Step 1 - Map the process
You want to make sure you’re designing a solution for the right process, so walk through the steps and “get it down on paper”. In this process when a customer needs some work doing on their car, they contact the garage. The admin user can check the customer details on the system, identify the vehicle (or allocate a new one to that customer) and create a work order. Work orders consist of line items that feed a work list for the Technician users. When a customer brings the car the Techs complete the work, update the work list and then the Admin user can contact the customer when all work is complete. All data for the work undertaken and payments made are stored in the data tables (SharePoint lists) and can be retrieved at any point in time, including for analytics purposes.
Step 2 – Identify the entities involved and the requirements for eachMapping the process allows you to identify the entities, which are people and objects involved in the exchange and processing of data. Here the entities are:
- Admin Users
- Technician Users
For each one, describe how that entity needs to interact with the process and what features and requirements you would like included in your app.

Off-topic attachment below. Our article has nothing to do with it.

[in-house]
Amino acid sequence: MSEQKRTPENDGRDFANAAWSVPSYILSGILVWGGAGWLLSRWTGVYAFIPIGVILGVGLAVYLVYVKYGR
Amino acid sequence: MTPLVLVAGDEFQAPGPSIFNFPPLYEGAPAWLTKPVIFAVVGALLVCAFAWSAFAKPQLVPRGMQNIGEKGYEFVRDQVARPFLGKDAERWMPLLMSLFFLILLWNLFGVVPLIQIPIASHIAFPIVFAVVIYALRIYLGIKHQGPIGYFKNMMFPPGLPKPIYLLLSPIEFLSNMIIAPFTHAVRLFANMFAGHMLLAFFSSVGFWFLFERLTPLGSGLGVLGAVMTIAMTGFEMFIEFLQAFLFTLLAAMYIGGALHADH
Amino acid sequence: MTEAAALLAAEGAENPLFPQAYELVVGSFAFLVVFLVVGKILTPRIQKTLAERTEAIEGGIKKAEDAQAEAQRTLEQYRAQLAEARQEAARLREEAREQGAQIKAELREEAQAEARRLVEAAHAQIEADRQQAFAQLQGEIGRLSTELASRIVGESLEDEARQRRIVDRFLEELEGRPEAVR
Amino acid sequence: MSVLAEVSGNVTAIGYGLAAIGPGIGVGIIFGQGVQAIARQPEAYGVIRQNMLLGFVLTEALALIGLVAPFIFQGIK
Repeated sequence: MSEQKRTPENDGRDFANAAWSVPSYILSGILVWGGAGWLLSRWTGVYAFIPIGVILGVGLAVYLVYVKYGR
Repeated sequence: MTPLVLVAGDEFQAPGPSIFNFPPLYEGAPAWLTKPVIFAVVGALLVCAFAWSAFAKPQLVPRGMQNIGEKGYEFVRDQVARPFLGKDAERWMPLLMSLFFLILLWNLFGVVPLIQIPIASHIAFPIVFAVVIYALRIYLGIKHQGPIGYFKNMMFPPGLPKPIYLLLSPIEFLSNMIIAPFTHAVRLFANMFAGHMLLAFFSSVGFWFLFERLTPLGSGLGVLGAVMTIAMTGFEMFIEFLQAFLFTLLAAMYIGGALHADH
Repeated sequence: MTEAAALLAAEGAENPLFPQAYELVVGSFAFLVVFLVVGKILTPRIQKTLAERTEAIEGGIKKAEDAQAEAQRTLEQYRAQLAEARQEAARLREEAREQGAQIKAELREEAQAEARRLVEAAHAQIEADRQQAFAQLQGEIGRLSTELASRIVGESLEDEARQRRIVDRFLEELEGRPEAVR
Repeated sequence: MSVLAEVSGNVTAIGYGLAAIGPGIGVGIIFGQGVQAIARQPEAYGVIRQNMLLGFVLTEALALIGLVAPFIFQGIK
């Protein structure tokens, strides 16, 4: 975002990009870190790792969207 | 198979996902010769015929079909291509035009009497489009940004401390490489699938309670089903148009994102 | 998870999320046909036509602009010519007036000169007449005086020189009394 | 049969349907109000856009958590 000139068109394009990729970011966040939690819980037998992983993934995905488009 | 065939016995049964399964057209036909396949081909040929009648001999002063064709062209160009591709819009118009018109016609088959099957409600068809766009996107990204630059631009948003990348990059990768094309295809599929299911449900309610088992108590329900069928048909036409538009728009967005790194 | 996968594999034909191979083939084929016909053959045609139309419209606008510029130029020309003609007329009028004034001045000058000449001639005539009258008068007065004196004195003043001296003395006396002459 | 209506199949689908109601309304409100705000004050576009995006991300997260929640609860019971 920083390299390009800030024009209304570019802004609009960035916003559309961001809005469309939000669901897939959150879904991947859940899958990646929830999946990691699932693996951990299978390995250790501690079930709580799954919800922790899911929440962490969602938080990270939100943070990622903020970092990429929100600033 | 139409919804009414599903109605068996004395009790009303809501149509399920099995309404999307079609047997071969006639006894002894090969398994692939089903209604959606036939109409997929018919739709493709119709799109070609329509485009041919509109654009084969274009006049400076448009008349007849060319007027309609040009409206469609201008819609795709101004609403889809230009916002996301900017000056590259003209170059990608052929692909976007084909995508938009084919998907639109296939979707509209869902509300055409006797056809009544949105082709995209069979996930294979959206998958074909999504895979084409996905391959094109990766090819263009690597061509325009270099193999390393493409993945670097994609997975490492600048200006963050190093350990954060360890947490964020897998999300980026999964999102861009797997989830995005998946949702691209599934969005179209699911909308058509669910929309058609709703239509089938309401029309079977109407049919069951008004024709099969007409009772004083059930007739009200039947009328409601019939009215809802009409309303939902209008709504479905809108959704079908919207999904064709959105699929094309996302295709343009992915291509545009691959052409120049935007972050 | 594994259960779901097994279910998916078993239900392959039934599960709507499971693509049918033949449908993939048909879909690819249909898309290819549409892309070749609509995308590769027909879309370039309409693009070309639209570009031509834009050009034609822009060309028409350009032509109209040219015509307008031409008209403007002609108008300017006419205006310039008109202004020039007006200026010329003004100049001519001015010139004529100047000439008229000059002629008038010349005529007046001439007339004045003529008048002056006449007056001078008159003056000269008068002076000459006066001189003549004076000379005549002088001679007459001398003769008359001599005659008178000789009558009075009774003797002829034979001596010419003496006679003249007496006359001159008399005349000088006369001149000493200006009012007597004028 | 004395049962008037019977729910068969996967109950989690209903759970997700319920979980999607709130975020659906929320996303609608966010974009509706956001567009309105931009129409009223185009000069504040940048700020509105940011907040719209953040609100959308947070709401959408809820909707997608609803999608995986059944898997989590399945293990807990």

Step 3 – Create a simple Entity-Relationship (ER) diagram
With the entities identified, you can then define how they are related using an Entity-Relationship (ER) diagram. The ER diagram links the entities (nouns) by actions (verbs).
- Customer places orders
- Customer owns vehicles
- Orders have line items
Step 4 – Identify the data contents for each entity in your database (one SharePoint list for each)
Each entity becomes a table that is stored as a SharePoint List. The relationships from your ER diagram show you how to relate your tables together, with tables linked by 1-to-many relationships. This forms the hierarchical structure of your relational database, with parent and child relationships.
- One customer can own many vehicles
- One vehicle can have many work orders
- One work order can have many line items
Step 5 – Map out the screen navigation through your app
The design process is iterative and will evolve, but it helps to be clear at the outset how you want your app to work. An example of navigation for an Admin user could be:
1. Admin user logs in from the Login screen and lands at the Admin Home screen